Or maybe they do, but it certainly, one hundred percent, undeniably, does not define a real woman.
Real women have Badassery.
I recently read Shonda Rhimes’ Year of Yes, which is mainly – in a very oversimplified kind of way – about being open to change and finding where you are happiest. As a highly successful entrepreneur and writer, she reminds the reader of something exceedingly important that many of us women in western culture forget…it’s incredibly powerful to be vulnerable. Similar to Shonda, I live in Califonia, where the weather is beautiful and so are the people. Everyone seems to regularly attend yoga, do crossfit and be training for marathons or tough mudders. I wear a size 16, and while I can do many of those activities and consider myself pretty, the fact is, I’m not as noticed as the active size 2 woman. I’m just not. We have an obsession in California with beauty and the rise of stars like Melissa Mcarthy and Adele seem to bring back statements like “big and beautiful” or “real women have curves”. The truth is, thick or thin, our shapes or looks shouldn’t be defining who we are. Our character should define who we are.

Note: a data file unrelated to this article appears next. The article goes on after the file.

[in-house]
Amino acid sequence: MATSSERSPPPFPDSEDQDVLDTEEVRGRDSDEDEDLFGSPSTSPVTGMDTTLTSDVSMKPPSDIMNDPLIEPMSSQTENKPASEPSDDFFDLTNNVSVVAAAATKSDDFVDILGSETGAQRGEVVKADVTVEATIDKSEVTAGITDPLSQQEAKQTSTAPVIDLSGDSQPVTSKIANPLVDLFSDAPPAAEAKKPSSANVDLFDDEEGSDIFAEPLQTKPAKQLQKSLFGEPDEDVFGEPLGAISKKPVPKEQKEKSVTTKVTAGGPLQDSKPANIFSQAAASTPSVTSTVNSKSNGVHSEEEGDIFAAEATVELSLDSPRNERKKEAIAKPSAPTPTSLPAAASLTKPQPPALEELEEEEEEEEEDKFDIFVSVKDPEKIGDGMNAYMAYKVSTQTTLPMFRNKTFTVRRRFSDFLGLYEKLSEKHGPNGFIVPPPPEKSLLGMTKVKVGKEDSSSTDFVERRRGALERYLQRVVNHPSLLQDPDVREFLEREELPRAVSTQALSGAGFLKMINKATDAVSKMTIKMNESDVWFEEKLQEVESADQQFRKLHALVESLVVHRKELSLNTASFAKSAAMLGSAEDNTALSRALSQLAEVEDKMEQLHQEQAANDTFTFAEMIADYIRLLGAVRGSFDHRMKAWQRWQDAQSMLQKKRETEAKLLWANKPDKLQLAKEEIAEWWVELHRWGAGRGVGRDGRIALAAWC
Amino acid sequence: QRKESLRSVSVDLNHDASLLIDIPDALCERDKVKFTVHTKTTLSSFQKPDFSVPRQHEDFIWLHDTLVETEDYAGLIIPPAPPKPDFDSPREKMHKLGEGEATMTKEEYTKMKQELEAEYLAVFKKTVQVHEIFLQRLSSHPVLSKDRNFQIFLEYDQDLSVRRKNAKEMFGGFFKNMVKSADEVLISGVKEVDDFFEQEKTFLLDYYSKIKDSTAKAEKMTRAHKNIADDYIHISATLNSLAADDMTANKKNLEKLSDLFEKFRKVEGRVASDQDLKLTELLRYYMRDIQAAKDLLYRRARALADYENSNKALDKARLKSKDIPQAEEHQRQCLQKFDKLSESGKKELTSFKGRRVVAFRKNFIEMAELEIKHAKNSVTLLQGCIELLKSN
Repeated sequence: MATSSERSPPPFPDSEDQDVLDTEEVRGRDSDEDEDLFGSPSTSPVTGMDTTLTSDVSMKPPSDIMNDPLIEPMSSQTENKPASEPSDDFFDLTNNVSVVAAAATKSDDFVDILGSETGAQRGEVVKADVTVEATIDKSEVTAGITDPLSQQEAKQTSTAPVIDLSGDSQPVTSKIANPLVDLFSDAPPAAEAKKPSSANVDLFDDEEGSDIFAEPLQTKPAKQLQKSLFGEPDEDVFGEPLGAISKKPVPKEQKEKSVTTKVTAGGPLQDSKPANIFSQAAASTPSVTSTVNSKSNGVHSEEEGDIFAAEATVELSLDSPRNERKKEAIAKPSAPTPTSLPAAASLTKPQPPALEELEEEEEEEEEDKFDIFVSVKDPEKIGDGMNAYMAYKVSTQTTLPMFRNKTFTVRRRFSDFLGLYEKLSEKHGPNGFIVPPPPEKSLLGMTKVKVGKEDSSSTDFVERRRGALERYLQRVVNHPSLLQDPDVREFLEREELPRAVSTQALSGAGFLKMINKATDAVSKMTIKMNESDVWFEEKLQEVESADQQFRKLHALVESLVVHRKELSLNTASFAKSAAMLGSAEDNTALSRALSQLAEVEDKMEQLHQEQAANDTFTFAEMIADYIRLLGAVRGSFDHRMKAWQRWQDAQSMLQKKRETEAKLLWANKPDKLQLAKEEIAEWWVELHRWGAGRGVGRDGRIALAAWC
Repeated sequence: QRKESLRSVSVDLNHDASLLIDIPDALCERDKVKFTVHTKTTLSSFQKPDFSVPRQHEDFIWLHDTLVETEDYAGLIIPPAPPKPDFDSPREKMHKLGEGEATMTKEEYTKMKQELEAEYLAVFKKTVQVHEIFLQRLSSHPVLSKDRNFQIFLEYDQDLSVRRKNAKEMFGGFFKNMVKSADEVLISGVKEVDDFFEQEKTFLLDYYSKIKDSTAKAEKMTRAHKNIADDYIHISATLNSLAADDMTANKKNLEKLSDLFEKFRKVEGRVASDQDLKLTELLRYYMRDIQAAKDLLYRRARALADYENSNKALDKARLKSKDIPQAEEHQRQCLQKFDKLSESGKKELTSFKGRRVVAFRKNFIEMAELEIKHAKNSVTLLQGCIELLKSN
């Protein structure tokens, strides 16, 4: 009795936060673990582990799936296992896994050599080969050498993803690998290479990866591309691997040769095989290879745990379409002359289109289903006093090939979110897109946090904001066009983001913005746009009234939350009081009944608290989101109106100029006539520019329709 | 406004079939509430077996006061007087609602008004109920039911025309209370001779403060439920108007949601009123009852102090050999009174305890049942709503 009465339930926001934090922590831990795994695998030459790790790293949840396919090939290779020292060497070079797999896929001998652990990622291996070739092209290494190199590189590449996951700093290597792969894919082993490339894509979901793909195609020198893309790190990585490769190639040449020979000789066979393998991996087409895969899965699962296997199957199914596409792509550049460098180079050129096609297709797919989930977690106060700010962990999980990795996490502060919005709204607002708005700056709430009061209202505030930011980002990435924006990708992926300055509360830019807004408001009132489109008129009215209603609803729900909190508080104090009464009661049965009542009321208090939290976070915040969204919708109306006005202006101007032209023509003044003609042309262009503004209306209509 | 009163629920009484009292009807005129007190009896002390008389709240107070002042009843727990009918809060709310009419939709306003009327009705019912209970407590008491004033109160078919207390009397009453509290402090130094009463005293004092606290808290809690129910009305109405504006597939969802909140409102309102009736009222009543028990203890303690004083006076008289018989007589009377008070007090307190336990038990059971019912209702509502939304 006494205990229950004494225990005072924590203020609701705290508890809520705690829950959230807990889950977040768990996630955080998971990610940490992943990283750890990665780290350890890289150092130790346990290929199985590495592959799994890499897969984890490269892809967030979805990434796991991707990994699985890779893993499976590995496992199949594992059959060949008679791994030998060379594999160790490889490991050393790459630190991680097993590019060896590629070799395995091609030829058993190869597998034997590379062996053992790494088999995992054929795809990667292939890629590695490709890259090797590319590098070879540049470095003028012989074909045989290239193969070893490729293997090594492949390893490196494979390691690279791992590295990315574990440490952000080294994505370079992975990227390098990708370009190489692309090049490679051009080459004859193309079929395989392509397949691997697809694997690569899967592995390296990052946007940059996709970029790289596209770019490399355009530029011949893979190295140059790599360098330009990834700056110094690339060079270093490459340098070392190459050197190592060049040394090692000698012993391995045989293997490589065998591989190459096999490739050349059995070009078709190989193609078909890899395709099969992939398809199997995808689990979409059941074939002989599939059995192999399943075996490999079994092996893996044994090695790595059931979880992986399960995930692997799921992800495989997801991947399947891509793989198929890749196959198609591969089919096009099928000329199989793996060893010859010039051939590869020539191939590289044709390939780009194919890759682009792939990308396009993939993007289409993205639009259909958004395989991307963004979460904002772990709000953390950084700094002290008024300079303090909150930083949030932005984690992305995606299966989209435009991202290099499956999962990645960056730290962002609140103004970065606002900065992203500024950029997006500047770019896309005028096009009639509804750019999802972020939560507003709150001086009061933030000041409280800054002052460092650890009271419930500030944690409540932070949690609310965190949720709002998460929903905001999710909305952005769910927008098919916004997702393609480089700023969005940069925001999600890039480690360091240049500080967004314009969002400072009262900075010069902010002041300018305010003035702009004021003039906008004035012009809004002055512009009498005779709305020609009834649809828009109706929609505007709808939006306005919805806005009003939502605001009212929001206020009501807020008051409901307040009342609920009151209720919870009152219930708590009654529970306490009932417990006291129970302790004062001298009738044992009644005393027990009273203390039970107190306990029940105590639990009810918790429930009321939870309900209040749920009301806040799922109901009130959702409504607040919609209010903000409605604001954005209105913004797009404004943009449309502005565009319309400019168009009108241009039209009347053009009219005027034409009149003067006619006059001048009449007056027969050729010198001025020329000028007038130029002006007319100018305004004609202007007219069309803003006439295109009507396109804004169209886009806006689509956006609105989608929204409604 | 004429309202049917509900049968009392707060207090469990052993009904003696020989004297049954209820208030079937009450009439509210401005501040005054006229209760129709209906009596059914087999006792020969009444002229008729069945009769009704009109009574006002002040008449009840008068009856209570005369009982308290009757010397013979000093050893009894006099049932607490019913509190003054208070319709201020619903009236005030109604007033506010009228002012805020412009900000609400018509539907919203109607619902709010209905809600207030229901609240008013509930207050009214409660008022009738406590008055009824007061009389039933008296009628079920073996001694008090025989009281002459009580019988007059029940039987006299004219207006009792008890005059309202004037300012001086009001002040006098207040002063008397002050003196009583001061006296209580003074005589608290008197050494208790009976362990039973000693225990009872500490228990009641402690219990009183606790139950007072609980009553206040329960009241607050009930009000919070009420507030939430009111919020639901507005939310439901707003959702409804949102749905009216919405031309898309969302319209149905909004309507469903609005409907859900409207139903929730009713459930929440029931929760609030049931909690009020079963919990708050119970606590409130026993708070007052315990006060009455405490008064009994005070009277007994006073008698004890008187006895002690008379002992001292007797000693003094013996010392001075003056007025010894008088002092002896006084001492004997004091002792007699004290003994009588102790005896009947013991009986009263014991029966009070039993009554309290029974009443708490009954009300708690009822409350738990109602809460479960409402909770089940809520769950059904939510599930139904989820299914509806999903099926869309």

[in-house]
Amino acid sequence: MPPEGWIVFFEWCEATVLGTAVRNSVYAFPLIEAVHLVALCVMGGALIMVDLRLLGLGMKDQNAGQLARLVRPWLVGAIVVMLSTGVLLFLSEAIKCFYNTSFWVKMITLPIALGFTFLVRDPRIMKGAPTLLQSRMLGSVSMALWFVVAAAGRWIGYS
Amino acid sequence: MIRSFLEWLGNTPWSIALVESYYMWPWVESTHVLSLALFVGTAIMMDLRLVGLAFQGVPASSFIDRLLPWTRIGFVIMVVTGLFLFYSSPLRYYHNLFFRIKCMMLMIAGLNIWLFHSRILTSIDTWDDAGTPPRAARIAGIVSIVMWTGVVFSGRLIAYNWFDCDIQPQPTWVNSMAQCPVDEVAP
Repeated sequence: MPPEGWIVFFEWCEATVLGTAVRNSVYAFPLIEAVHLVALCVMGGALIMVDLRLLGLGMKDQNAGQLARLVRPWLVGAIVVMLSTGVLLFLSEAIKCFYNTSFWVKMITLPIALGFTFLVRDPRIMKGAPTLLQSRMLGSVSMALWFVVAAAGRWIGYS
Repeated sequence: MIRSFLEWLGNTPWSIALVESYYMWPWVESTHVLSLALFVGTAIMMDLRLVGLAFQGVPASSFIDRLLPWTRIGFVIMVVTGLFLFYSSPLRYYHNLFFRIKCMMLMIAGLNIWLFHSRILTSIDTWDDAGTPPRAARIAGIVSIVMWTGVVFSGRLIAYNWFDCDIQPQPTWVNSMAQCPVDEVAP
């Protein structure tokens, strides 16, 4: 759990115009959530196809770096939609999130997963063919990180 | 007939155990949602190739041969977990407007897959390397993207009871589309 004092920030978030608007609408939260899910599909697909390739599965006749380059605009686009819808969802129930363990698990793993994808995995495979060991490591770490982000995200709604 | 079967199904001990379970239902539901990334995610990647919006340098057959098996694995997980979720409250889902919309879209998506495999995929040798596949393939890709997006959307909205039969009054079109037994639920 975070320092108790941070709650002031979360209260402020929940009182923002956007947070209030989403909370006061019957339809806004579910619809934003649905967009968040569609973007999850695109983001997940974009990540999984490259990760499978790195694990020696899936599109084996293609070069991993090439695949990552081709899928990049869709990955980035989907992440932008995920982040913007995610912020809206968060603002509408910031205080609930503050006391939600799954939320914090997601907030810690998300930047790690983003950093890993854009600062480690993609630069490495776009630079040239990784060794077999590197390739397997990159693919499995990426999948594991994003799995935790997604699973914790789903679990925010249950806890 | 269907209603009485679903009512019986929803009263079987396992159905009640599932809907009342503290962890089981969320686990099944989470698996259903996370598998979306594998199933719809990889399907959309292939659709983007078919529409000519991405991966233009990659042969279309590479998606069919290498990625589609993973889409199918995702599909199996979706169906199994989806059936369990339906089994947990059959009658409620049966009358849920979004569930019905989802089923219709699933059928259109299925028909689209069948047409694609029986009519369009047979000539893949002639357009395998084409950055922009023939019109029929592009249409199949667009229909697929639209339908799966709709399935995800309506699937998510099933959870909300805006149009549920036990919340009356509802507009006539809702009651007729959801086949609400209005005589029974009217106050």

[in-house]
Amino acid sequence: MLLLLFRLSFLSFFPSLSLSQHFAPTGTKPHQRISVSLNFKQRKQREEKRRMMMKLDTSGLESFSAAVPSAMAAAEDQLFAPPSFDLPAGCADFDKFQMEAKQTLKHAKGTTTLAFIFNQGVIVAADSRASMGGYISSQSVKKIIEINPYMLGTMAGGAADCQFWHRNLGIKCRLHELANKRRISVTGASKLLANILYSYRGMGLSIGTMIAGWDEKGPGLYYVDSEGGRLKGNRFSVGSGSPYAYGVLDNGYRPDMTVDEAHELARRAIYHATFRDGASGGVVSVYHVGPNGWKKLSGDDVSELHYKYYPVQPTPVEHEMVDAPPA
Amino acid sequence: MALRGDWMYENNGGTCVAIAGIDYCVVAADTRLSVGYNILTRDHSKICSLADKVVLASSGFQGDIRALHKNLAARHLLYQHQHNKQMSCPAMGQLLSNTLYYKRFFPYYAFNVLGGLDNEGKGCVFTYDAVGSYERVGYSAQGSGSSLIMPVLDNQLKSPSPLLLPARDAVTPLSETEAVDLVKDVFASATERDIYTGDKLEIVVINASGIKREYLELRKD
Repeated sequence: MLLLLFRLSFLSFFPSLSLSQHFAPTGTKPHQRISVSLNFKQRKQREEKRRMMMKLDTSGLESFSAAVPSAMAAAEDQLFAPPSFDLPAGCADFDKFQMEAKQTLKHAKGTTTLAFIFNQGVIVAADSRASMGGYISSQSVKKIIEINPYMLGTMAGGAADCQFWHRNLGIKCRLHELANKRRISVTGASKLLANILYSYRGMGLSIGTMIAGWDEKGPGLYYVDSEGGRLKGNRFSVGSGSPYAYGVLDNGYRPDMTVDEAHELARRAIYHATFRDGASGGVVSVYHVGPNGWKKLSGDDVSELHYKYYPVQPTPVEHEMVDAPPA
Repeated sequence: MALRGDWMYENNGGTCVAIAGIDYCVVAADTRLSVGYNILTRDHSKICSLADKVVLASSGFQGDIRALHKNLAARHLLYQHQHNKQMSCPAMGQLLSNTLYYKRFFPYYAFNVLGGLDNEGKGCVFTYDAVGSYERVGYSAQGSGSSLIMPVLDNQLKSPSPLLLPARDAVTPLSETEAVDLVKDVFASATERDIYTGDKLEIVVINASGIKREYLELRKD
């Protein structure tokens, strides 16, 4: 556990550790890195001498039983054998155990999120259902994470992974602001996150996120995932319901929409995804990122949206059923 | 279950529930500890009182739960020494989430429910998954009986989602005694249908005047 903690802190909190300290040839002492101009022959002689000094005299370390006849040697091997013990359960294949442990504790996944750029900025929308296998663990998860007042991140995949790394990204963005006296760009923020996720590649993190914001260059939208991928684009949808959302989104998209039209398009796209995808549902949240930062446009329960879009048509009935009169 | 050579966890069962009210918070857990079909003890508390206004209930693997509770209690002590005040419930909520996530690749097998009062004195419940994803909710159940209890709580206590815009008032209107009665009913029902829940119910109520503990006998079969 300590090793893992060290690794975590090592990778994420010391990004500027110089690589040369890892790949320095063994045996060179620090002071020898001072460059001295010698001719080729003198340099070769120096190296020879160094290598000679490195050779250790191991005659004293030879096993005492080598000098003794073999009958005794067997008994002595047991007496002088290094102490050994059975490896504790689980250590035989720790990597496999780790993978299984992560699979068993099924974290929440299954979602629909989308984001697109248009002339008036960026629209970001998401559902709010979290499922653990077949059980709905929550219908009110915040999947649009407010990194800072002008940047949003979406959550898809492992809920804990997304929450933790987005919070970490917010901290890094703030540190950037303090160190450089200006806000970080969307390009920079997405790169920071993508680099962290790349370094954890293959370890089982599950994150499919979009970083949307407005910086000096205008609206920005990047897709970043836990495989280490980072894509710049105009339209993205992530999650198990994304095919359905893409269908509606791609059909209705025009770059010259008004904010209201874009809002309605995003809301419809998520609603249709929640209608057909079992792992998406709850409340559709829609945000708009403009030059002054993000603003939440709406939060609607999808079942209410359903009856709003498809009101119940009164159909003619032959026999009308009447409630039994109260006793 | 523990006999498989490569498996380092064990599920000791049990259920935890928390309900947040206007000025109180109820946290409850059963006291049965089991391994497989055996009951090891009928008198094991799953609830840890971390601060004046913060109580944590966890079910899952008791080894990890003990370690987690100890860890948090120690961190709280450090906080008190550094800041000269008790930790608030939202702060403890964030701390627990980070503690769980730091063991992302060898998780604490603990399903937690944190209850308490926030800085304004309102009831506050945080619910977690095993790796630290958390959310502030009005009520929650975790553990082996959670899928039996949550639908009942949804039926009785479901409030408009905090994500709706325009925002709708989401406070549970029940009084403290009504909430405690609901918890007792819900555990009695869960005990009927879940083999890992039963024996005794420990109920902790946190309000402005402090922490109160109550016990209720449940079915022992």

The Badass Lady
(You will find links to badass ladies in this paragraph)
She may have curves or she may be curveless. She may be the overweight woman in yoga class or the perfectly fit woman in line at the grocery store. She may be neither. She may be this mother, or this one. She may run a company. She may be a doctor. She may be a lesbian. She may be happily single and childless. She may be married. She may be divorced. She may be full of hearty advice. She may be Furiously Happy, yet, depressed. She may be you. A real woman is not defined by what she looks like, ever. She is defined by her level of integrity. Above all else, she is authentic and vulnerable, as often as possible, because she’s still human.